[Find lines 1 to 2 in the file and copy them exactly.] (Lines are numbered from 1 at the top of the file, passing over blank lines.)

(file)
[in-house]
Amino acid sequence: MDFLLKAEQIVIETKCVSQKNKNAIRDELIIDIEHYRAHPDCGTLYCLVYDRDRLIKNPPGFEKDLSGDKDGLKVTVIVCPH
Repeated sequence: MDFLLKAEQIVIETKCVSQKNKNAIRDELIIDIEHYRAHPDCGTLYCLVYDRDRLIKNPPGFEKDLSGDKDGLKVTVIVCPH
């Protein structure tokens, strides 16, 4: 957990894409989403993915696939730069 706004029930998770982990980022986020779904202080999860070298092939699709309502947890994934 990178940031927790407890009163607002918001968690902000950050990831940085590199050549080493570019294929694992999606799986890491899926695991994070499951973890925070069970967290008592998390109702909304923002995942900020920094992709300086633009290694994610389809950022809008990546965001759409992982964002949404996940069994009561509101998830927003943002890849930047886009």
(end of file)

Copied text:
[in-house]
Amino acid sequence: MDFLLKAEQIVIETKCVSQKNKNAIRDELIIDIEHYRAHPDCGTLYCLVYDRDRLIKNPPGFEKDLSGDKDGLKVTVIVCPH